Perhaps Teresa Scanlan is following in the footsteps of Sarah Palin, a Christian female politician from a small town who was formerly a pageant contestant as well. At age 20, Palin (then Sarah Heath) took second runner-up honors in the 1984 Miss Alaska pageant after winning the Miss Wasilla contest earlier that year. Palin was the youngest person and the first woman to be elected Governor of Alaska. From pageants to politics doesn’t seem like too far a leap. The competitions are certainly as cutthroat as politics – and at times, just as dirty.

Scanlan’s platform as Miss America is “Eating disorders: A generation at risk.” She now has twelve months to educate children and adults about the signs and risks of eating disorders, as well as how and where to get help for themselves or a loved one. Her passion to combat eating disorders stems from a friend who struggled with bulimia. “Because I was home schooled, I didn’t see the pressures,” Teresa said. But after doing some research about eating disorders for her friend, she discovered how rampant the problem is among young women across the nation.

For the Miss America talent competition, Teresa impressed the judges and the audience with her piano performance of Calvin Jones’ fast-paced “Whitewater Chopped Sticks.” Although she was the only contestant who didn’t dance or sing in the Miss America pageant, in her spare time she does enjoy singing and dancing as well as acting, playing the piano and guitar, composing songs, baking, participating in activities with her local church, and making clothes out of duct tape.

Scanlan didn’t hide her dedication to religion during the pageant, and notes that she wasn’t the only Christian contestant. “Many of the girls who made it very high [in the competition] had a strong faith because that shows…the substance and purpose behind what we’re doing – and that’s why we’re driven,” she shared. “We knew that whatever happened is His plan,” Teresa acknowledged, “and now I’m just so excited to see what He has in store.” Scanlan concludes, “And so every person that I meet I know God has a reason why I’m meeting them. I just want to embrace that as much as I can this year.”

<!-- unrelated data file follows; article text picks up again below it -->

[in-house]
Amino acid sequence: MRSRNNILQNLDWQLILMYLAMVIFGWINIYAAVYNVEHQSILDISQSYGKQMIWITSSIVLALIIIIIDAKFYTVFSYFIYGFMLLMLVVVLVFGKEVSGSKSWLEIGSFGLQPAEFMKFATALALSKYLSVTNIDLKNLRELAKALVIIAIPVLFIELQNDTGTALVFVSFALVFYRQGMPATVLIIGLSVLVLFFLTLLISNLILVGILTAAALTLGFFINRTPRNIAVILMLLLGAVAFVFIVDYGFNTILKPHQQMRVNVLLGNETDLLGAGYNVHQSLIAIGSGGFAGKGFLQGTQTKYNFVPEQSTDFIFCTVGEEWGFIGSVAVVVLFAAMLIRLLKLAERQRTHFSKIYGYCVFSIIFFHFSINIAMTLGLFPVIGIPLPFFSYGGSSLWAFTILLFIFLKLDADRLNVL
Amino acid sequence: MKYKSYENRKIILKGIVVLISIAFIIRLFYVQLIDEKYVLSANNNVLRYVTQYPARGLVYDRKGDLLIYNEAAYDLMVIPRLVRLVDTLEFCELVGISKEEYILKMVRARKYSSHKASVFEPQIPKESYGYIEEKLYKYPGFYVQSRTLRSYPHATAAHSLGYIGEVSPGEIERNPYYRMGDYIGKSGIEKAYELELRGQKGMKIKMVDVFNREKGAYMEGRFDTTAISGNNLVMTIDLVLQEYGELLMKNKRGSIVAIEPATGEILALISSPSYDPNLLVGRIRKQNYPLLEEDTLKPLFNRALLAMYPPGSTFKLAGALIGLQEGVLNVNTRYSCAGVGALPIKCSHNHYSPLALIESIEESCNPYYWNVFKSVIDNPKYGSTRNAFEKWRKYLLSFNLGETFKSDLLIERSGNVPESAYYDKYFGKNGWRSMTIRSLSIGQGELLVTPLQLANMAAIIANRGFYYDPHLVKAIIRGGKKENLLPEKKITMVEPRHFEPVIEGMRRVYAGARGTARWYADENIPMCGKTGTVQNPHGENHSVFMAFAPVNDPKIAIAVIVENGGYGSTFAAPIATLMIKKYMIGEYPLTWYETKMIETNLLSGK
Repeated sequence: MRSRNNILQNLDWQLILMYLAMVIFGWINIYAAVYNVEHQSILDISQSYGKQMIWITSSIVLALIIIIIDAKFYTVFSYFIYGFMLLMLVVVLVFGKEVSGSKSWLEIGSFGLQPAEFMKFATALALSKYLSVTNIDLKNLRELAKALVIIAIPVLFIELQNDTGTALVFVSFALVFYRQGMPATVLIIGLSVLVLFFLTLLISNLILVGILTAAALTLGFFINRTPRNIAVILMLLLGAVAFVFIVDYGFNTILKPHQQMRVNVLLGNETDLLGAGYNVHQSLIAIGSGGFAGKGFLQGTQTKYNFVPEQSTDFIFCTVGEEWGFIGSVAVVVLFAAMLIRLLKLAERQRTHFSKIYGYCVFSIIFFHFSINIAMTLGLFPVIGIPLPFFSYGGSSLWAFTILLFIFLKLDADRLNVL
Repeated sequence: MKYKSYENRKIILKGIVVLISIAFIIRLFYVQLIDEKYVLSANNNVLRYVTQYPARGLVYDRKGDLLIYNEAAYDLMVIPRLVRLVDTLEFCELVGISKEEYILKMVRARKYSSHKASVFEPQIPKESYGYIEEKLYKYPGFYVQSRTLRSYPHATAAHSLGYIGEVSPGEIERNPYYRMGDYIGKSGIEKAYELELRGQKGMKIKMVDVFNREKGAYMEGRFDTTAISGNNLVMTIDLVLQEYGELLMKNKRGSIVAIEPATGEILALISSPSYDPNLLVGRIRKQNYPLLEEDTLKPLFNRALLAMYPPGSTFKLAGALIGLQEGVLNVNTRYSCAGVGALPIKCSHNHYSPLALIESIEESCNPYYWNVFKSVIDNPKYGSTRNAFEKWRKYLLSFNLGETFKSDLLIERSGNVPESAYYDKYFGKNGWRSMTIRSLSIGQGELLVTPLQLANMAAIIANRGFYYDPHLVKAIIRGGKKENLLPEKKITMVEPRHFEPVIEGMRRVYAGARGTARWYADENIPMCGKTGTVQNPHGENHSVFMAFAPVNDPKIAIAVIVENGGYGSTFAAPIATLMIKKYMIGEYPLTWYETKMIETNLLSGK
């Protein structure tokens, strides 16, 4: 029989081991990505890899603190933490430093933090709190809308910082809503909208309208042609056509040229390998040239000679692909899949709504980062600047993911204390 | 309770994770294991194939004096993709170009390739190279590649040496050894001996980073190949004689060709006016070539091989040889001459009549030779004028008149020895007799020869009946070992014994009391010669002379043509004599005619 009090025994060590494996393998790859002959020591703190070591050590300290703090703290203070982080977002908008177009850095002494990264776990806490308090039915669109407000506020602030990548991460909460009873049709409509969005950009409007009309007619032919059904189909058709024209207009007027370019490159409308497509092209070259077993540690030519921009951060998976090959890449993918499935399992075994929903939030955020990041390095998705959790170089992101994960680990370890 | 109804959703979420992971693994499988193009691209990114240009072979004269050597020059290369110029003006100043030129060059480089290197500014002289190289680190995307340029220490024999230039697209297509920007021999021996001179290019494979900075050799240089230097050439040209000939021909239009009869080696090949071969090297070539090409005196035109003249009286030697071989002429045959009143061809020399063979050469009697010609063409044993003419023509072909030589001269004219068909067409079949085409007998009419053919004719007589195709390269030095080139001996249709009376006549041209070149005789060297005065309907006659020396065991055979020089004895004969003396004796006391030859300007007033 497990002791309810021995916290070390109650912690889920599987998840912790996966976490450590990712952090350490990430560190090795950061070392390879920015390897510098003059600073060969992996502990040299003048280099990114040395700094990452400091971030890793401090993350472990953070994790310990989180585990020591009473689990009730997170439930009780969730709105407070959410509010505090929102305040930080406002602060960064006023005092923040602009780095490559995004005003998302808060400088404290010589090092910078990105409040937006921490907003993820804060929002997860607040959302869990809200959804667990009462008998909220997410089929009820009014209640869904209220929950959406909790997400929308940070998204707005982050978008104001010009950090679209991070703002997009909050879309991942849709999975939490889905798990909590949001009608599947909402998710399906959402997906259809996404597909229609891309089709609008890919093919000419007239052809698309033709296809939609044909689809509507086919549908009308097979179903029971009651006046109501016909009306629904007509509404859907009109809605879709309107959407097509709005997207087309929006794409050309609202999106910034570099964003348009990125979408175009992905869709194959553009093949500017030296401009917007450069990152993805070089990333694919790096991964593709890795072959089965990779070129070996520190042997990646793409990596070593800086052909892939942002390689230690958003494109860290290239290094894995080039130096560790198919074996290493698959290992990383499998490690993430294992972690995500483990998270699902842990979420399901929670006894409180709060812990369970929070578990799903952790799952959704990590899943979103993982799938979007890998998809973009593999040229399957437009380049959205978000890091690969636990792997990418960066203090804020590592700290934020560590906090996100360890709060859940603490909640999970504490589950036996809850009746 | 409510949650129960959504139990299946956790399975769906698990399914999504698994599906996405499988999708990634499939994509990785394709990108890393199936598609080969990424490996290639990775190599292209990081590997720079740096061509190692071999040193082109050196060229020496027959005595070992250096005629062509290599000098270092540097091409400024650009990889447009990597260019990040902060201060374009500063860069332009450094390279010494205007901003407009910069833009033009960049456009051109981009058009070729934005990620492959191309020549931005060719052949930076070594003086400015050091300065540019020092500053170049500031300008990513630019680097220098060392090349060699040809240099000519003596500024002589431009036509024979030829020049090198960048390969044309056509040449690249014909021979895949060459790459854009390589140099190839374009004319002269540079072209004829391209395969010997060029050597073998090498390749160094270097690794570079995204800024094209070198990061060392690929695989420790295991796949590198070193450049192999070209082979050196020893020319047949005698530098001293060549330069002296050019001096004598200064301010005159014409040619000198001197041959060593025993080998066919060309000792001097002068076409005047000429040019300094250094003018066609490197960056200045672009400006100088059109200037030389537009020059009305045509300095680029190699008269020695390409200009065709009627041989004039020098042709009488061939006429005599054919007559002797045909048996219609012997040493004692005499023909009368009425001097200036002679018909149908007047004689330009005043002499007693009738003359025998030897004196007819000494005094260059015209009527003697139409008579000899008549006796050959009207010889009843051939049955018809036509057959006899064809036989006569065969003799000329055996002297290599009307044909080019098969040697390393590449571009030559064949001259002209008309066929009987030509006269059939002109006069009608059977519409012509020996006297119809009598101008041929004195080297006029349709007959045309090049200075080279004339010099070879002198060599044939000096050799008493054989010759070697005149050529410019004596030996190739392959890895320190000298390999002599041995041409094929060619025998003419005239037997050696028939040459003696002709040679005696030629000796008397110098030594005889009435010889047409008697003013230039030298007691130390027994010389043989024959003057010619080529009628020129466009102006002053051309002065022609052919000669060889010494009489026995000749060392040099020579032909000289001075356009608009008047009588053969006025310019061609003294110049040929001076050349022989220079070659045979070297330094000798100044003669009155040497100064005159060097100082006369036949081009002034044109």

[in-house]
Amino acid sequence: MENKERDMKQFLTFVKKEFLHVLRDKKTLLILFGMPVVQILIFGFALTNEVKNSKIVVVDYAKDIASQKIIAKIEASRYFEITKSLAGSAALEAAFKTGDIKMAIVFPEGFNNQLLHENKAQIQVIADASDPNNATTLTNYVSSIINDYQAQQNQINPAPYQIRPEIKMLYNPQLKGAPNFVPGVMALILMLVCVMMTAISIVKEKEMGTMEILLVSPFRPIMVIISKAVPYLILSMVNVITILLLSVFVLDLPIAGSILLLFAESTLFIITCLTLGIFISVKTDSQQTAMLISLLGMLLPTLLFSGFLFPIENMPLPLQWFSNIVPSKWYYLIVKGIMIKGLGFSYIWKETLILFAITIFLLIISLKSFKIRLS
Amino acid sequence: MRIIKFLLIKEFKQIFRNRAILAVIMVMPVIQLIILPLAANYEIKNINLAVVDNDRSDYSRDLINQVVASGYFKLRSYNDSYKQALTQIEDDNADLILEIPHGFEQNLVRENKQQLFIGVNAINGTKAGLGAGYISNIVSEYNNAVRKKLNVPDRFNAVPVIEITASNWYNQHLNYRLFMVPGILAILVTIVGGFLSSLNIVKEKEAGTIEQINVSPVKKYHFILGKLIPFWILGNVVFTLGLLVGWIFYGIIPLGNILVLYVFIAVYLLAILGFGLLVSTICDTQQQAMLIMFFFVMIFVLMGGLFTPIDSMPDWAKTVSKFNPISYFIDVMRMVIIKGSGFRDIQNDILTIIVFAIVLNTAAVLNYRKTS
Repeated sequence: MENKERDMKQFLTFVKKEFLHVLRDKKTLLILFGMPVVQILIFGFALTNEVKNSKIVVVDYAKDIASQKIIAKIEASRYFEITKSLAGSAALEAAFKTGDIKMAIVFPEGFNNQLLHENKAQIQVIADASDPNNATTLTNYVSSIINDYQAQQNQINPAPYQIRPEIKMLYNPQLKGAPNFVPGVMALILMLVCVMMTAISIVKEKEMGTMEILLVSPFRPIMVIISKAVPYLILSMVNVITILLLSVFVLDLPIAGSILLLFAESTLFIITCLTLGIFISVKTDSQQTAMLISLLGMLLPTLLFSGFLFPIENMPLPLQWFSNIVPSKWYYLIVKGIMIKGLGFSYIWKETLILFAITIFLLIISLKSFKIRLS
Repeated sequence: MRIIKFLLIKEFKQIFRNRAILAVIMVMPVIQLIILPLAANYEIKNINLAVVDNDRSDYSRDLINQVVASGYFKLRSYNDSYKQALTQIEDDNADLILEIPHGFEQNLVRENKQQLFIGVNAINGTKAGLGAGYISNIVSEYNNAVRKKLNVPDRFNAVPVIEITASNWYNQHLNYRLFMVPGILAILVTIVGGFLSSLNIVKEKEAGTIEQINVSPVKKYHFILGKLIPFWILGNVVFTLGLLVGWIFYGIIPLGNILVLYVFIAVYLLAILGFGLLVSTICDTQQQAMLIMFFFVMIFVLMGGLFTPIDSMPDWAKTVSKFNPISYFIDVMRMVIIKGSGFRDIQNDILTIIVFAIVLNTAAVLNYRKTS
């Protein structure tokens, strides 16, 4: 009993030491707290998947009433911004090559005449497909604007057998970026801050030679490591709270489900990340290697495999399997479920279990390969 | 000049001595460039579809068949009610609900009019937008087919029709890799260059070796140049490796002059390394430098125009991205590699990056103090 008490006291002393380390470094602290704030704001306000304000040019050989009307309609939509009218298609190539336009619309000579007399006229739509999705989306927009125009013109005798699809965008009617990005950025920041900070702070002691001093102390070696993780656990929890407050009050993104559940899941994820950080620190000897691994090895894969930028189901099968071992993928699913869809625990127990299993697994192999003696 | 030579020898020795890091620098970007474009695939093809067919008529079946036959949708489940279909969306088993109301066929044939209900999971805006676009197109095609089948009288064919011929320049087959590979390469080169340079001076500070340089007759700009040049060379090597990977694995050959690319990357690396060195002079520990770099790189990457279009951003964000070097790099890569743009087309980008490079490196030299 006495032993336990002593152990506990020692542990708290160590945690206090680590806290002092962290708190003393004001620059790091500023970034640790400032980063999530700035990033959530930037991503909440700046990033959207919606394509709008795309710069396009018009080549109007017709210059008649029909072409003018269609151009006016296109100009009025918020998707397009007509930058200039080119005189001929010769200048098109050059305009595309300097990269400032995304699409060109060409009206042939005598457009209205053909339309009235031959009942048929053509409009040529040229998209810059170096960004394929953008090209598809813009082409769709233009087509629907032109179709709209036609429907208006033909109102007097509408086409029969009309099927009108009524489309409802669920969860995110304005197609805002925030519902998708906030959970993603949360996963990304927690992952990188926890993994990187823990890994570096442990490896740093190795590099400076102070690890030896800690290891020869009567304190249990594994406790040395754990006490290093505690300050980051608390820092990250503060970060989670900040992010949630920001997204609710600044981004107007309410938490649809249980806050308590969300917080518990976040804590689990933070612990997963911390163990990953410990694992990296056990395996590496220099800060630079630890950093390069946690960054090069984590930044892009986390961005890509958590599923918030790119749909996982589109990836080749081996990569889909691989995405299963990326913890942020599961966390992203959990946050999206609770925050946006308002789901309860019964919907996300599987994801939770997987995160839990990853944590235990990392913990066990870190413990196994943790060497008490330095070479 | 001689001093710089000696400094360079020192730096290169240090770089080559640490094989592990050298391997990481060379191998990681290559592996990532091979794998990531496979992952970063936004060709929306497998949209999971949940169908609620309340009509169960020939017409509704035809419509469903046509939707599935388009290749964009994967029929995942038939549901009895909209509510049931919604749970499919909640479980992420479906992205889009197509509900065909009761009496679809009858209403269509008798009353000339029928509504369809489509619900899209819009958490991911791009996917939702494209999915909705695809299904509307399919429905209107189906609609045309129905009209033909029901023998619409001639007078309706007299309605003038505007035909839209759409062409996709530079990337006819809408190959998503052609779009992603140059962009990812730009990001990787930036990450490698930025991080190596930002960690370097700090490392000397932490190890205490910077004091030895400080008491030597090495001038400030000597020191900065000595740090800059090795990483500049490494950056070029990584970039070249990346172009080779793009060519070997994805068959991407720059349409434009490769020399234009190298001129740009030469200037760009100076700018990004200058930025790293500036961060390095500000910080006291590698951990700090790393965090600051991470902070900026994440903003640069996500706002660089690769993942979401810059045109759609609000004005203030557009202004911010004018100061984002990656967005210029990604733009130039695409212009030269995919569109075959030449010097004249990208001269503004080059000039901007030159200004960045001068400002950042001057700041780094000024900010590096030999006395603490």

Many people think the new Miss America is too young. But when you hear her speak, she sounds so well-grounded and older than her 17 years. She has a sense of humor, too. When asked if she was dating anyone, Teresa pinched her face into a grimace and quipped, “17-year-old boys? … Enough said.”

Scanlan wrote on her blog, “I am so looking forward to sharing my experiences and travels with you as I begin this wonderful journey and represent this incredible organization during our special anniversary year. I hope to make not only Nebraska, but all of America proud, and will do my utmost to represent the amazing young women of this nation. Thank you for your support and for believing in the young people of our country. Love and Prayers, Teresa.”

You can send Teresa Scanlan a note of congratulations or share your personal story about facing or overcoming an eating disorder by writing to her at: 2720 Applewood Road, Gering, Nebraska 69341. Follow Miss America 2011 on Facebook at and follow her on Twitter at


Jaime Herrera Beutler

January 11, 2011

 Jaime Herrera


The 112th Congress that began on January 5, 2011, includes a huge class of freshman. Few of the incoming freshmen know Capitol Hill better than Jaime Herrera (R-WA). Jaime was one of the female Republican candidates who rose to prominence in 2010, and she was highlighted by Time Magazine as one of the 40 leaders under 40 who are “rising stars of American politics.” Jaime will also be the first homeschooled member of the United States Congress in recent history.